Looking more closely at the transactions for which divestitures have been required, they vary greatly in terms of their Canadian elements. Some (Suncor/Petrocan, Clean Harbours /Everready and IESI-BFC/Waste Services) exclusively, or almost exclusively, raised competition issues in Canada and not in any foreign jurisdictions. In these situations, the Bureau obtained divestitures entirely independently from any foreign competition law regulators. Others (Pfizer/Wyeth, Merck/Schering Plough, Novartis/Alcon) were very much international mergers with relatively small Canadian components, and where international cooperation would have been significant in arriving at conclusions. Others still were international majors, but with relatively large Canadian components (e.g.,Agrium / CF Industries) with international cooperation again likely being significant. However, even where international cooperation was an important component of the Bureau’s review, the divestitures obtained have frequently had Canada-specific elements, demonstrating that Canadian remedies are not merely an exact re-iteration of any foreign remedies.

Prior to the March 2009 amendments, merging parties had the ability to force the Commissioner to litigate to prevent closing on the expiry of the 42 day period after pre-notification filings were submitted. Although such litigation was, in practice, a rare occurrence because parties wanted to obtain positive clearance from the Commissioner, the bargaining dynamic that existed between the Commissioner and the parties was nevertheless generally more favourable to the parties than is the case today. More particularly, for transactions the review of which lasted longer than 42 days, which captures the significant majority of mergers that are substantively complicated from a competition law perspective, the Commissioner had an incentive to negotiate to avoid litigation.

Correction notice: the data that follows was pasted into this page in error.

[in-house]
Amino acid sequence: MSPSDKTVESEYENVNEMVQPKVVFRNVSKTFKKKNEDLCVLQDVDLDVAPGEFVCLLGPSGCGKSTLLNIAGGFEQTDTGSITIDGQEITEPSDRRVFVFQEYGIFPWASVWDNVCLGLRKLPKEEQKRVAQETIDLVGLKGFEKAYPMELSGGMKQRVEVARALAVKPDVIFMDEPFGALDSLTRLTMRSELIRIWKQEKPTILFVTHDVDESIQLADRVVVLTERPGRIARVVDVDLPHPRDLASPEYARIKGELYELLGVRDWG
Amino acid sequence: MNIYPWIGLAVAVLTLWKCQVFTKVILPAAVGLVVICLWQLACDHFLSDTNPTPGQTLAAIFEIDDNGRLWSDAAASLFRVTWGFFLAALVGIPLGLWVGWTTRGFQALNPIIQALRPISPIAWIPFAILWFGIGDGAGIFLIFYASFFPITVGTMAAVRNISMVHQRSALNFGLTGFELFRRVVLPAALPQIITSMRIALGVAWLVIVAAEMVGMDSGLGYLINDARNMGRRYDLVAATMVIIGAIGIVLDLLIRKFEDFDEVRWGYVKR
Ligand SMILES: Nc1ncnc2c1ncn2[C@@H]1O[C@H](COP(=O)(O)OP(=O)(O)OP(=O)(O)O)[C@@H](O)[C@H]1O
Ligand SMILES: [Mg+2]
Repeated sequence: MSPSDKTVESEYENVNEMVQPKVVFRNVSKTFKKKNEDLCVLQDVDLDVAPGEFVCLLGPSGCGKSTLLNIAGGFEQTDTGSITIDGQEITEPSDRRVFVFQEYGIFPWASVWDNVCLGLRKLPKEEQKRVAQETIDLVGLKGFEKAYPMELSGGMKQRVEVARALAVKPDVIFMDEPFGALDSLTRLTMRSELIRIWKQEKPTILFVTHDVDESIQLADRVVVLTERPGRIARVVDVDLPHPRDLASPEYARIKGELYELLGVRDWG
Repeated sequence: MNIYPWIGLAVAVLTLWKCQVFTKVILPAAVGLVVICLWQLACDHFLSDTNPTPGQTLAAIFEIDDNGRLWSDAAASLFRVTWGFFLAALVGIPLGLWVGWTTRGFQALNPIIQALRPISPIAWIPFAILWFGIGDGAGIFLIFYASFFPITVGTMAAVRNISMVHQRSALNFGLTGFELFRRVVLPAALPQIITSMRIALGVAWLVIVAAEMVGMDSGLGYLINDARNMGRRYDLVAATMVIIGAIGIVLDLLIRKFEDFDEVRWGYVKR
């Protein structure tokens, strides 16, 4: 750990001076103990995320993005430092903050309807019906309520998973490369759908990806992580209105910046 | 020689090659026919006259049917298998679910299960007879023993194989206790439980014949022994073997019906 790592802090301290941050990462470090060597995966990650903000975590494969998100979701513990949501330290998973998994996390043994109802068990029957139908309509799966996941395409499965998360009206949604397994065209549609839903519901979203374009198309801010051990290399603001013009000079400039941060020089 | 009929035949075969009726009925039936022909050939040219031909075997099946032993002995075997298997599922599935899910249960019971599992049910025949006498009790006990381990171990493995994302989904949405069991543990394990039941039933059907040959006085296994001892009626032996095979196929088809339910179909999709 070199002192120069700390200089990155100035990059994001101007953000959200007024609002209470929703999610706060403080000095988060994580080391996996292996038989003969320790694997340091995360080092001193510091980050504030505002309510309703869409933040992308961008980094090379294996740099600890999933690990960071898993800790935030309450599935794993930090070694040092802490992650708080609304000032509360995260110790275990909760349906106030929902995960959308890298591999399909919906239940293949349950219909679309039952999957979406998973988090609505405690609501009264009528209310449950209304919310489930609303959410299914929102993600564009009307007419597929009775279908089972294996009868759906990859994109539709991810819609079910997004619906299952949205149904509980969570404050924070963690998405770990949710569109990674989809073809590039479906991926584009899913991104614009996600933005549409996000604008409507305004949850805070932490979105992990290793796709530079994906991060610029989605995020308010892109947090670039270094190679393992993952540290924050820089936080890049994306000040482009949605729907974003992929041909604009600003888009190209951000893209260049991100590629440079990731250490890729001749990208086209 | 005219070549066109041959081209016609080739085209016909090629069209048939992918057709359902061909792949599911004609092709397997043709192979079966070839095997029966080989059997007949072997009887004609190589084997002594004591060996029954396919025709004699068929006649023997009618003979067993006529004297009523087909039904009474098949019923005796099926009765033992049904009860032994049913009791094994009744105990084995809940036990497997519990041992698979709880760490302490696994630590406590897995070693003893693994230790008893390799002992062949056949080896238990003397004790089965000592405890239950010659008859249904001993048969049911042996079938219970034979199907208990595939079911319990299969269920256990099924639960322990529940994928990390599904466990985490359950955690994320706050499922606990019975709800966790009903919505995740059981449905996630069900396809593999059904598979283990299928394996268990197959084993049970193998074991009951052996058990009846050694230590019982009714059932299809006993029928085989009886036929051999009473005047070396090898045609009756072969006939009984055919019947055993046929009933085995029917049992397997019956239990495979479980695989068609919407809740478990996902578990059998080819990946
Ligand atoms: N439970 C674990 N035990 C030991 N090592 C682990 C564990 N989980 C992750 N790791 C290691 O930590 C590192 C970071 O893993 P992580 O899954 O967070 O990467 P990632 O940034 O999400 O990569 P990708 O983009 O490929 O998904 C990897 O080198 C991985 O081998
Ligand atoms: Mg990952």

Under the new regime, this dynamic is often not present, as the Commissioner’s review of substantively complicated transactions occurs largely, or even exclusively, during a period in which the parties are not able to close. Parties can only put themselves in a legal position to close by complying with a SIR (or the terms of a timing agreement), but the very act of complying with a SIR is a time-consuming, resource-intensive process, and results in the parties providing, under oath, the internal data and documents that the Commissioner would use to support a merger challenge. Parties can and do agree to pull and refile their merger filing such that the waiting period recommences and the Commissioner need not issue a SIR to prevent closing.

While information regarding the timing of parties’ compliance with SIRs (or timing agreements) for specific transactions is not publicly available, it is very likely that at least some of the recent divestitures contained in consent agreements obtained by the Commissioner were negotiated in situations where the parties were not in a legal position to close. This was never or virtually never the case under the old regime, where the parties would often be in a legal position to close during the negotiation of any remedy. One of the implications of the new regime for merging businesses where there is some competitive overlap is that if a relatively short interim period between signing and closing is contemplated, the parties will very likely arrive at their intended closing date in a situation where they require positive clearance from the Commissioner to close, meaning that their bargaining position in negotiating a consent agreement may be relatively weak.